During the actual Cold War with international socialism, the academic establishment and leftist celebrities alike mocked the ordinary man’s fear of Communism, and urged us all to try to find common ground with the USSR. Now matters are quite different. Disingenuously or no, post-Communist Russia purports to be a champion of Christianity and traditional values, and its acceptance of this mantle has led liberals to regard it with what might rightly be called a phobia—a pathological fear and hatred for something that has been deemed the Other. At times it seems as if the Russians must have all along been behind everything that upsets liberals, from the election of President Trump to the Brexit vote to the cancellation of Friends.
Anyone serious about understanding modern Russia will pay less attention to NPR and more attention to the legacy of Russian conservatism, which in turn means considering the writer Ivan Ilyin (1883-1954). A philosopher who has influenced Vladimir Putin, Aleksandr Solzhenitsyn, and a host of lesser-known players in Eurasian politics, Ilyin started out steeped in Western philosophy, but is now more associated with his work as an advocate of his native political traditions during the waning of the tsarist regime and the rise of the USSR. From his experiences came an Orthodox vision of national identity that seems today tailor-made to suit Russia’s emerging status as the world’s foremost counter-globalist power. Unsurprisingly, the Putin regime has arranged for the return of Ilyin’s body to his native land, and Ilyin’s work has been placed on a de facto reading list for leading members of the United Russia party.
It should also come as no surprise that Western democrats often find Ilyin a sinister figure. Ilyin was critical of Western-style democracy, emphasizing instead the importance of a strong government in accord with Russia’s autocratic heritage. Nor did he believe in religious freedom as most Westerners understand the term, instead arguing that its unique role in the forming of Russian society entitled the Orthodox Church to a permanent, special position in Russian life. And to tell the truth, Ilyin was nearly as hostile toward the Western bourgeois as he was toward Bolsheviks, for in his judgment Bolshevism was the natural consequence of a bourgeois order.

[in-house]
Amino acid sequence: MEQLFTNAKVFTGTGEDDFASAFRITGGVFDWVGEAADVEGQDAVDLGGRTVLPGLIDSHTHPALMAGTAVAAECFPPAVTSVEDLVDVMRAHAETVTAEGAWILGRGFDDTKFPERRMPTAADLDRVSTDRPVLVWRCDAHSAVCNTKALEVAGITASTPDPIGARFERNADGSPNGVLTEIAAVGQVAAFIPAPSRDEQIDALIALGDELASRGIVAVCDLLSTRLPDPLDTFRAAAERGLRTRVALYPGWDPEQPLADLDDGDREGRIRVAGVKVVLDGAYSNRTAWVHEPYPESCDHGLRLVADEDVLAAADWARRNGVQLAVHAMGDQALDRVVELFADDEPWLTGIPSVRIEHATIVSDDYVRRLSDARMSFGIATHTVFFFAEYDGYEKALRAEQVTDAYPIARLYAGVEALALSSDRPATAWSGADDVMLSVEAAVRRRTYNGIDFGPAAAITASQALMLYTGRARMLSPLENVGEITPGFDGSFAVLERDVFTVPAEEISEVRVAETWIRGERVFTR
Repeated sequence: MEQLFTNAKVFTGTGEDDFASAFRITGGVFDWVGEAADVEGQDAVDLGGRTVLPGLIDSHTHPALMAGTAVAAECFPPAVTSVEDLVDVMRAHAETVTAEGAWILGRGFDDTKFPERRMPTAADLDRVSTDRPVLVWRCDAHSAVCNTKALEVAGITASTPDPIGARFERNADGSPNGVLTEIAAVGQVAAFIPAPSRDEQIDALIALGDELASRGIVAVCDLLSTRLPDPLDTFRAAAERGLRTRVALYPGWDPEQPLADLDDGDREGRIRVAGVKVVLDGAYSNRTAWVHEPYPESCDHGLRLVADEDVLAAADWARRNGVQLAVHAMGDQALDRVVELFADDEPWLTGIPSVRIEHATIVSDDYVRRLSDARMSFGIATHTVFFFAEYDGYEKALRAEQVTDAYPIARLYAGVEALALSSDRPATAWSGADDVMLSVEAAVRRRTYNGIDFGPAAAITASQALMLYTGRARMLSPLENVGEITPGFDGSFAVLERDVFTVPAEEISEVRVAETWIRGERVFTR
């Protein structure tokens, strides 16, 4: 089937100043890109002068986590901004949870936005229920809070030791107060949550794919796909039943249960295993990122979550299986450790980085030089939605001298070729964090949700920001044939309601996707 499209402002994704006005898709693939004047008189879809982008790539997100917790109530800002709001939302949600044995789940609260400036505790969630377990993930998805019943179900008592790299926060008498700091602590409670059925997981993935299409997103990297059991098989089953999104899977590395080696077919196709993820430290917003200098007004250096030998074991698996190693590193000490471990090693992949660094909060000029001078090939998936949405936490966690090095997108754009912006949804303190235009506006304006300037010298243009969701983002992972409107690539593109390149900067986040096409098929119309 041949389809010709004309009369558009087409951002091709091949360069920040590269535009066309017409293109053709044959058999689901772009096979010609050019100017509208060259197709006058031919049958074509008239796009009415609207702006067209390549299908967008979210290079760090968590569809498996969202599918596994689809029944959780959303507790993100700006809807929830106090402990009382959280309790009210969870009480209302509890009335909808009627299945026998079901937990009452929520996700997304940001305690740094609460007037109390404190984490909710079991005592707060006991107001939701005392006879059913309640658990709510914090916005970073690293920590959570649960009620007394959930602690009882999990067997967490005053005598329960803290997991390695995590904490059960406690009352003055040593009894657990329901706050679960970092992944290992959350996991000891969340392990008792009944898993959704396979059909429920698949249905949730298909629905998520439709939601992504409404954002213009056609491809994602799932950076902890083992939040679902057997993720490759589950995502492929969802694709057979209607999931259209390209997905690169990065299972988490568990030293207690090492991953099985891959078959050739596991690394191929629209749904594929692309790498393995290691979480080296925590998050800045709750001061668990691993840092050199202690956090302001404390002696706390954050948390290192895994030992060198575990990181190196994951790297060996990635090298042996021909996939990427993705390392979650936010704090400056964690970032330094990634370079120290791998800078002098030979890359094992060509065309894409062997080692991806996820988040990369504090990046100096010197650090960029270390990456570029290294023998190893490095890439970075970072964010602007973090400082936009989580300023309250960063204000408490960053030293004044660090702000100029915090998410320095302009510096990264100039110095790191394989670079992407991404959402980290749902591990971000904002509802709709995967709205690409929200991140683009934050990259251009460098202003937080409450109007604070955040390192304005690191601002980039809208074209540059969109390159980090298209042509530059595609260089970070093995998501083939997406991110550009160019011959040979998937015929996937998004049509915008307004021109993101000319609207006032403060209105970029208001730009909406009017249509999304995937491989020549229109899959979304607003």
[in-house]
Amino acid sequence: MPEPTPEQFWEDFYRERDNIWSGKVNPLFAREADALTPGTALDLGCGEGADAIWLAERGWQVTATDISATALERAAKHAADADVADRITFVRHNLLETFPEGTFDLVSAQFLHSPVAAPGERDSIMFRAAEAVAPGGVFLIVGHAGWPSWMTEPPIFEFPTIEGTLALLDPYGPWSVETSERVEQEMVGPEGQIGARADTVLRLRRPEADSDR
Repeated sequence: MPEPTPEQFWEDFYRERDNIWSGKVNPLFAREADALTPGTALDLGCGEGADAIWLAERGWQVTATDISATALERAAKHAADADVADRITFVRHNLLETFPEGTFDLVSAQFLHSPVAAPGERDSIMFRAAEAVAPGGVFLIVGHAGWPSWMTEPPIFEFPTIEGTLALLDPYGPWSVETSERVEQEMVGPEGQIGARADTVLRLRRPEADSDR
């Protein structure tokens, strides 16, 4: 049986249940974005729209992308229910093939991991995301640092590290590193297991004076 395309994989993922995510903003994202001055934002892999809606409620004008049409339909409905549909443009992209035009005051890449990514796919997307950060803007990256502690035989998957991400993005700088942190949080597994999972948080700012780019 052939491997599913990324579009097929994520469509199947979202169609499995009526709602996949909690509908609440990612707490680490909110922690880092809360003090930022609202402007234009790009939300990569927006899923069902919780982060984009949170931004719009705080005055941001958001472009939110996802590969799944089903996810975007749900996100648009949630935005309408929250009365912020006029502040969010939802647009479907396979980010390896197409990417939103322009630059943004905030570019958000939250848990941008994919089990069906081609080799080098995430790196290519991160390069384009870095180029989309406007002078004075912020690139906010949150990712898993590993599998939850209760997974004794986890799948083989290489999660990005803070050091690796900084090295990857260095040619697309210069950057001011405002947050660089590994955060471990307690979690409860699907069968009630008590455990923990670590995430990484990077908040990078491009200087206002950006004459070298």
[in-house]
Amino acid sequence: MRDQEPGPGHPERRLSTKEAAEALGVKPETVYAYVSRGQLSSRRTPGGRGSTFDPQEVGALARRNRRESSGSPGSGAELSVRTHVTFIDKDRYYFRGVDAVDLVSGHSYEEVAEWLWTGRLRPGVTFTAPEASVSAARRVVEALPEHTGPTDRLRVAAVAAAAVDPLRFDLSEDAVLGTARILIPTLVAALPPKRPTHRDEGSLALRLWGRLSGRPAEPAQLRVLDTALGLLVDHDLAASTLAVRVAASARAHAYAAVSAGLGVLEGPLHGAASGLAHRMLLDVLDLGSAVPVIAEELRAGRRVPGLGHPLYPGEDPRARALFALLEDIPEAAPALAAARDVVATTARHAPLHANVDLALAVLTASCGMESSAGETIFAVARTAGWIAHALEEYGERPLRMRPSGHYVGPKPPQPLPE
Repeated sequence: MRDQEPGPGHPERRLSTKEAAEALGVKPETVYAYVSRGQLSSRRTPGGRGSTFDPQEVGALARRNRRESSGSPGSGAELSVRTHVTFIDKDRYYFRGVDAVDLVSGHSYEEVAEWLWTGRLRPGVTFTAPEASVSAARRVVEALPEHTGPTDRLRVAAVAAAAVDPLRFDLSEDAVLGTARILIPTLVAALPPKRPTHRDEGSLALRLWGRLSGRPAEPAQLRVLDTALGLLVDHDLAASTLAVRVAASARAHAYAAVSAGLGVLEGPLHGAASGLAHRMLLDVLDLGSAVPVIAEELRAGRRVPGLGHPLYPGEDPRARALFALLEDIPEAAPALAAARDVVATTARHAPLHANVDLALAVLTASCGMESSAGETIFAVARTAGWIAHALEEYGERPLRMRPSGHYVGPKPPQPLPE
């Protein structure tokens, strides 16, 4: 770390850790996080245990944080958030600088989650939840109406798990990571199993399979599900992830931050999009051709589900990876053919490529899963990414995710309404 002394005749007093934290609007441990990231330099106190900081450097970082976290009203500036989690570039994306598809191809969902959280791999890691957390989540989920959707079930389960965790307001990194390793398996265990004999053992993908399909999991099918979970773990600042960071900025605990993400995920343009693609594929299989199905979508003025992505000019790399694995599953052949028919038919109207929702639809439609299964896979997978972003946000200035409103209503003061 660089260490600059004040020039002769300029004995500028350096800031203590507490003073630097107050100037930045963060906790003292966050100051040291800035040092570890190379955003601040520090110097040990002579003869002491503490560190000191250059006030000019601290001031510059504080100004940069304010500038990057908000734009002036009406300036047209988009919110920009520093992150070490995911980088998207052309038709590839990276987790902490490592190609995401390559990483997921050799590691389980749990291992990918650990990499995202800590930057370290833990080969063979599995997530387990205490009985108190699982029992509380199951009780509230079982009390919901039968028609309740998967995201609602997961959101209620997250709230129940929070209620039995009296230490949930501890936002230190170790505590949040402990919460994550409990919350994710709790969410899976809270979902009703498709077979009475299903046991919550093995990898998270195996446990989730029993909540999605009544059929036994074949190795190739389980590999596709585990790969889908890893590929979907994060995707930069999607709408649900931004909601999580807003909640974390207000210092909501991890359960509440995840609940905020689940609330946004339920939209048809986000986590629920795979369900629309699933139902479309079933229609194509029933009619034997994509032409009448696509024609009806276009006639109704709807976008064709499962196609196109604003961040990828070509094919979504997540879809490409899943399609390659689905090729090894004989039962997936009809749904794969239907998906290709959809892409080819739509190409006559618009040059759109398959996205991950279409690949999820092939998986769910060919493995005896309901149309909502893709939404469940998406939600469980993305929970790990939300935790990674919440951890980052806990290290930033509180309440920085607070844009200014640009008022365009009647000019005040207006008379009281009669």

Orthodox. Faithful. Free.
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Safety and comfort had always been the true ideals of liberal democratic states, he insisted, and as a result “noble motives (religious, moral, patriotic, and spiritual) weakened and withered in human souls,” making room for “ridiculous, evil, perverse and avaricious plans advanced by totalitarian demagogues of the Left and Right.” The rise of a class of professional liars—unscrupulous journalists and lawyers—went hand-in-hand with a massive program of de-Christianization, he claimed, and quite aside from the eternal spiritual damage wrought, the sociopolitical consequence would be that the law of the land would lose its sanctity. Sooner or later the materialist perspective of the bourgeois class leads to violence and anarchy, concluded Ilyin, just as the Enlightenment’s “denial of a personal devil is gradually replaced by the justification of the diabolic principle.”
When considering Ilyin’s perspective, it is worth remembering that his traumatic experiences in early twentieth-century Russia inform his outlook. Prior to his voyage on the so-called “Philosopher’s ship”—a vessel upon which hundreds of dissident thinkers were loaded for exile to the West—Ilyin was subject to rigorous questioning by the Cheka, the Bolshevik secret police. Naturally his preoccupations were not ours, and if he sometimes erred on the side of conservatism, such skepticism about innovation was only human.
He had, after all, seen firsthand how
the [Bolshevik] Revolution flooded into the entire country [of Russia] and sank, both in quality and intensity, to the very bottom. All of Russian culture, all Russian people, and all the land were made to stand face to face with revolutionary possession: with the blasphemy of the godless, the assault of bandits, the shamelessness of the madman, the attempts at murder. All of us had to look into the eyes of Satan, tempting us with his latest seductions and frightening us with his newest terrors.